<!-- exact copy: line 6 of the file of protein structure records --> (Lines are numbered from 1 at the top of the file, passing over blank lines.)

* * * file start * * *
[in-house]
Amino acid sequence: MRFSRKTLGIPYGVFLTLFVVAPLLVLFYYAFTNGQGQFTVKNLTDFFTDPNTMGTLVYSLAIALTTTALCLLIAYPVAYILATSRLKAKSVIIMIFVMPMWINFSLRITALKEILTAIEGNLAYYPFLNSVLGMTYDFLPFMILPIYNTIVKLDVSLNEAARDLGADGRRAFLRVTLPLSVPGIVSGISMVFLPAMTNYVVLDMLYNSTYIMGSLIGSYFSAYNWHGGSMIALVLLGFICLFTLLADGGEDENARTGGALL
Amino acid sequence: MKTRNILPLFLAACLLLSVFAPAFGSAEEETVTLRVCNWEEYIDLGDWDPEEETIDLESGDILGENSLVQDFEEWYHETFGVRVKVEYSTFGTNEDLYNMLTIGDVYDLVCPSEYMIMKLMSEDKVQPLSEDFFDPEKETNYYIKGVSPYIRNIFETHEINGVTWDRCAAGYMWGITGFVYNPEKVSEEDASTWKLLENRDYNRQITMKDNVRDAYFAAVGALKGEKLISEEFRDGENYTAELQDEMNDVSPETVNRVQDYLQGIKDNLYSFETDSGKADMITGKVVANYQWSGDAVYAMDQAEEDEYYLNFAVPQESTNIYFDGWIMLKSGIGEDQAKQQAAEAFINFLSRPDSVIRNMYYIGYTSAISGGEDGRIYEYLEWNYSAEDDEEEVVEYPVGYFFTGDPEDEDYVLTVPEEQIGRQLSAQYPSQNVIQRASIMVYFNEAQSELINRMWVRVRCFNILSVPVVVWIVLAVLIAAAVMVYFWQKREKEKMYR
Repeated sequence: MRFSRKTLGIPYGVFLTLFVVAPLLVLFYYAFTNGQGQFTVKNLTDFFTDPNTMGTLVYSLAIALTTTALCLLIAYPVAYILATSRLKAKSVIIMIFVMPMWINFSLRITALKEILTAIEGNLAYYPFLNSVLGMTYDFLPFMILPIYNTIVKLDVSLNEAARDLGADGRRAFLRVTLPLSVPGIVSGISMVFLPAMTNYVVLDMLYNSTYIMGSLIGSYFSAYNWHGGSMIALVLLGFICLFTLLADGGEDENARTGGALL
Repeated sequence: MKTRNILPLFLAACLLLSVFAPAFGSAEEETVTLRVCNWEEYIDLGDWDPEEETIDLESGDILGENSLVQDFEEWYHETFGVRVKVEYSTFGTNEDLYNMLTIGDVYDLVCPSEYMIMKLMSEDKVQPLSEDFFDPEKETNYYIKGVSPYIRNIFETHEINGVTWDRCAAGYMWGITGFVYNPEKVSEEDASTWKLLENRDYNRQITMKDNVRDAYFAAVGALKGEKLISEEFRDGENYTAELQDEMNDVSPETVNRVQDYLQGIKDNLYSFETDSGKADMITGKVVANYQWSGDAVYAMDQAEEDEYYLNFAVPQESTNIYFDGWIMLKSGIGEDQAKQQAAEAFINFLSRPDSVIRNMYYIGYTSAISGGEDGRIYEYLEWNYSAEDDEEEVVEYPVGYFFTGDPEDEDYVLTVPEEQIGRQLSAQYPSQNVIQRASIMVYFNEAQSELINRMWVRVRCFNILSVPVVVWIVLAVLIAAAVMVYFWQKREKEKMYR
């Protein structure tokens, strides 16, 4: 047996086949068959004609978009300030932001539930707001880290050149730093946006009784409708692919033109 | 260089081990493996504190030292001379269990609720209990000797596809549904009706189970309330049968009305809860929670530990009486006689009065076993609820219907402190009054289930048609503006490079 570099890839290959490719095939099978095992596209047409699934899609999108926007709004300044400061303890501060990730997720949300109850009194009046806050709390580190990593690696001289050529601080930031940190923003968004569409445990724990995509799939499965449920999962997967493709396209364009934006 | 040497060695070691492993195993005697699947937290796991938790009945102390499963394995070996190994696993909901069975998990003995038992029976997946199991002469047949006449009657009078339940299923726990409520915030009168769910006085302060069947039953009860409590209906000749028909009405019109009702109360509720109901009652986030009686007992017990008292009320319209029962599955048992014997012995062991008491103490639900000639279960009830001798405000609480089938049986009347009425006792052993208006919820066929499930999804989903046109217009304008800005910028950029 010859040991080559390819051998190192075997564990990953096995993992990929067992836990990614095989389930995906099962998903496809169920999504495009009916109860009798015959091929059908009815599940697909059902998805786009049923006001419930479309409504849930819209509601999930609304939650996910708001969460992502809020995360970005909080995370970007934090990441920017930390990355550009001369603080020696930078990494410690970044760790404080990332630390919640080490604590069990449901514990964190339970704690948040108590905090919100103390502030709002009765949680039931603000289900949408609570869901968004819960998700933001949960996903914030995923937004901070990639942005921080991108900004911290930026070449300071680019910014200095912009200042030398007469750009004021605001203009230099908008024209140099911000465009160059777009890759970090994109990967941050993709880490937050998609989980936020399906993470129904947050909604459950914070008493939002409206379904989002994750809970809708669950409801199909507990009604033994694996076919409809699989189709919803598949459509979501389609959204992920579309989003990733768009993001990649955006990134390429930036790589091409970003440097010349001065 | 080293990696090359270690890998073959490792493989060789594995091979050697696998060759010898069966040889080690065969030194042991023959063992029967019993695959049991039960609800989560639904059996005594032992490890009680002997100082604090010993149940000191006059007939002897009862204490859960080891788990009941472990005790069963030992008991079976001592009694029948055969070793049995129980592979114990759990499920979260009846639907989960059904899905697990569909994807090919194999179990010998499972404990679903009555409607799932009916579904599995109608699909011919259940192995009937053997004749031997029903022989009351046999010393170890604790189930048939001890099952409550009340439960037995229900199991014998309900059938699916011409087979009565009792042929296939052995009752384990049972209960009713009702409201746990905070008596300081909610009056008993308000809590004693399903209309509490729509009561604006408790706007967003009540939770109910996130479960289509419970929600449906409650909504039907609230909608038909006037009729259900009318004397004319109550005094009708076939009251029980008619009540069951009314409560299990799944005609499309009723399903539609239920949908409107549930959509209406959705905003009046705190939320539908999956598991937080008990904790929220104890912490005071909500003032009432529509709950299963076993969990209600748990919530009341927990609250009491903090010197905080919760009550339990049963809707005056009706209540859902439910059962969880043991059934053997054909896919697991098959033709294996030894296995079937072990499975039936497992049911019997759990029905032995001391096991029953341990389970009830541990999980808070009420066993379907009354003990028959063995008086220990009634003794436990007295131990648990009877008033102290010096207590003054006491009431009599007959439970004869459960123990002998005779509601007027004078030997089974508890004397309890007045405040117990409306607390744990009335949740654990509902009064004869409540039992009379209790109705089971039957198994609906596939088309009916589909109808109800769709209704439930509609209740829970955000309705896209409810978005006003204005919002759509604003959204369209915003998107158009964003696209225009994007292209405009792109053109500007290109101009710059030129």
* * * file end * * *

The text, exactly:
């Protein structure tokens, strides 16, 4: 047996086949068959004609978009300030932001539930707001880290050149730093946006009784409708692919033109 | 260089081990493996504190030292001379269990609720209990000797596809549904009706189970309330049968009305809860929670530990009486006689009065076993609820219907402190009054289930048609503006490079 570099890839290959490719095939099978095992596209047409699934899609999108926007709004300044400061303890501060990730997720949300109850009194009046806050709390580190990593690696001289050529601080930031940190923003968004569409445990724990995509799939499965449920999962997967493709396209364009934006 | 040497060695070691492993195993005697699947937290796991938790009945102390499963394995070996190994696993909901069975998990003995038992029976997946199991002469047949006449009657009078339940299923726990409520915030009168769910006085302060069947039953009860409590209906000749028909009405019109009702109360509720109901009652986030009686007992017990008292009320319209029962599955048992014997012995062991008491103490639900000639279960009830001798405000609480089938049986009347009425006792052993208006919820066929499930999804989903046109217009304008800005910028950029 010859040991080559390819051998190192075997564990990953096995993992990929067992836990990614095989389930995906099962998903496809169920999504495009009916109860009798015959091929059908009815599940697909059902998805786009049923006001419930479309409504849930819209509601999930609304939650996910708001969460992502809020995360970005909080995370970007934090990441920017930390990355550009001369603080020696930078990494410690970044760790404080990332630390919640080490604590069990449901514990964190339970704690948040108590905090919100103390502030709002009765949680039931603000289900949408609570869901968004819960998700933001949960996903914030995923937004901070990639942005921080991108900004911290930026070449300071680019910014200095912009200042030398007469750009004021605001203009230099908008024209140099911000465009160059777009890759970090994109990967941050993709880490937050998609989980936020399906993470129904947050909604459950914070008493939002409206379904989002994750809970809708669950409801199909507990009604033994694996076919409809699989189709919803598949459509979501389609959204992920579309989003990733768009993001990649955006990134390429930036790589091409970003440097010349001065 | 080293990696090359270690890998073959490792493989060789594995091979050697696998060759010898069966040889080690065969030194042991023959063992029967019993695959049991039960609800989560639904059996005594032992490890009680002997100082604090010993149940000191006059007939002897009862204490859960080891788990009941472990005790069963030992008991079976001592009694029948055969070793049995129980592979114990759990499920979260009846639907989960059904899905697990569909994807090919194999179990010998499972404990679903009555409607799932009916579904599995109608699909011919259940192995009937053997004749031997029903022989009351046999010393170890604790189930048939001890099952409550009340439960037995229900199991014998309900059938699916011409087979009565009792042929296939052995009752384990049972209960009713009702409201746990905070008596300081909610009056008993308000809590004693399903209309509490729509009561604006408790706007967003009540939770109910996130479960289509419970929600449906409650909504039907609230909608038909006037009729259900009318004397004319109550005094009708076939009251029980008619009540069951009314409560299990799944005609499309009723399903539609239920949908409107549930959509209406959705905003009046705190939320539908999956598991937080008990904790929220104890912490005071909500003032009432529509709950299963076993969990209600748990919530009341927990609250009491903090010197905080919760009550339990049963809707005056009706209540859902439910059962969880043991059934053997054909896919697991098959033709294996030894296995079937072990499975039936497992049911019997759990029905032995001391096991029953341990389970009830541990999980808070009420066993379907009354003990028959063995008086220990009634003794436990007295131990648990009877008033102290010096207590003054006491009431009599007959439970004869459960123990002998005779509601007027004078030997089974508890004397309890007045405040117990409306607390744990009335949740654990509902009064004869409540039992009379209790109705089971039957198994609906596939088309009916589909109808109800769709209704439930509609209740829970955000309705896209409810978005006003204005919002759509604003959204369209915003998107158009964003696209225009994007292209405009792109053109500007290109101009710059030129």